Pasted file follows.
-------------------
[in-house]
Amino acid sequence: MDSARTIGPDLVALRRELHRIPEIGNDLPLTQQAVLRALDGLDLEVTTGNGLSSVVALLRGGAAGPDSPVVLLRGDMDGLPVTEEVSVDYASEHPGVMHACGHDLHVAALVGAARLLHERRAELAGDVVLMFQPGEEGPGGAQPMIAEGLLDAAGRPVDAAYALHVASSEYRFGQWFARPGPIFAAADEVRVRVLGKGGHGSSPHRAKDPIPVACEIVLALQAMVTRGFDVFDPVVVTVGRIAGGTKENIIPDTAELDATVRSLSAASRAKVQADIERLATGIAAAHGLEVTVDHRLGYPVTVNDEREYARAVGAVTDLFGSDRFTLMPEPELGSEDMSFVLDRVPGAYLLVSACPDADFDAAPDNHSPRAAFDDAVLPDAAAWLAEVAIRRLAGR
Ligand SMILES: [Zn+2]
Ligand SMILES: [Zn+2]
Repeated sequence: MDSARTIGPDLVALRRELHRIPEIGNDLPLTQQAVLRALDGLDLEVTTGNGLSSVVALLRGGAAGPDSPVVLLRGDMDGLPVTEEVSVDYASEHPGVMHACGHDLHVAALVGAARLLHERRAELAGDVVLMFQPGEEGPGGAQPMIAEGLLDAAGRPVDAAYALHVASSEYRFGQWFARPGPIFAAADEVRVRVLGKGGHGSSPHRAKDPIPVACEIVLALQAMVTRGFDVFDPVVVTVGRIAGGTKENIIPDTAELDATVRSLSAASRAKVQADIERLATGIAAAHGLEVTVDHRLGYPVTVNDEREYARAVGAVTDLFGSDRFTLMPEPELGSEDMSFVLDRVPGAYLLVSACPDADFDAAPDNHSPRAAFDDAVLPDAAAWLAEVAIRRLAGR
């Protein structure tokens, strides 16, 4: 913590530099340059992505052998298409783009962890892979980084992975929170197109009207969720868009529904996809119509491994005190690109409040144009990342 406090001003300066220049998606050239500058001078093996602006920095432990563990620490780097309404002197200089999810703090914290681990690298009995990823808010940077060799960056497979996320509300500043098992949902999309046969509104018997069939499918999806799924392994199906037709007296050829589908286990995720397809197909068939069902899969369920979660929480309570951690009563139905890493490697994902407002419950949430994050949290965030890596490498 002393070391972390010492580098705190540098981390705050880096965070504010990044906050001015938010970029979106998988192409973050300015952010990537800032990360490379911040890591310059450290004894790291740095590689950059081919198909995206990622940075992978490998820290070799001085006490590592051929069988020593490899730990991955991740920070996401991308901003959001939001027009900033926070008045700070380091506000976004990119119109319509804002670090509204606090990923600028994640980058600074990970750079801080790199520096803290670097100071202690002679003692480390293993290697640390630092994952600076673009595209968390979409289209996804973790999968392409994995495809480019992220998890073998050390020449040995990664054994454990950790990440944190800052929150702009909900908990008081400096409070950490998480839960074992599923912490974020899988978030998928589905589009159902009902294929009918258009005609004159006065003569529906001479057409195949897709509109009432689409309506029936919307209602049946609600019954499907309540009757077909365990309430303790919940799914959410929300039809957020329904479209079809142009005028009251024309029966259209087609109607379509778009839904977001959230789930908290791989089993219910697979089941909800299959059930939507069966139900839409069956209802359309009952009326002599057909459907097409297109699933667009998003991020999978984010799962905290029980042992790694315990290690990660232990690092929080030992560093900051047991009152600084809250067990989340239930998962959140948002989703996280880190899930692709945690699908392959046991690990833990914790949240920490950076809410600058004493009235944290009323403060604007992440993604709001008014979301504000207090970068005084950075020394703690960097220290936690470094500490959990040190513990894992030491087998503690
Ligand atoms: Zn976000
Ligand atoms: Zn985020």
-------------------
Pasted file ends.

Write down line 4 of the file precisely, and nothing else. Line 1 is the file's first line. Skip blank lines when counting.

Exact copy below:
Ligand SMILES: [Zn+2]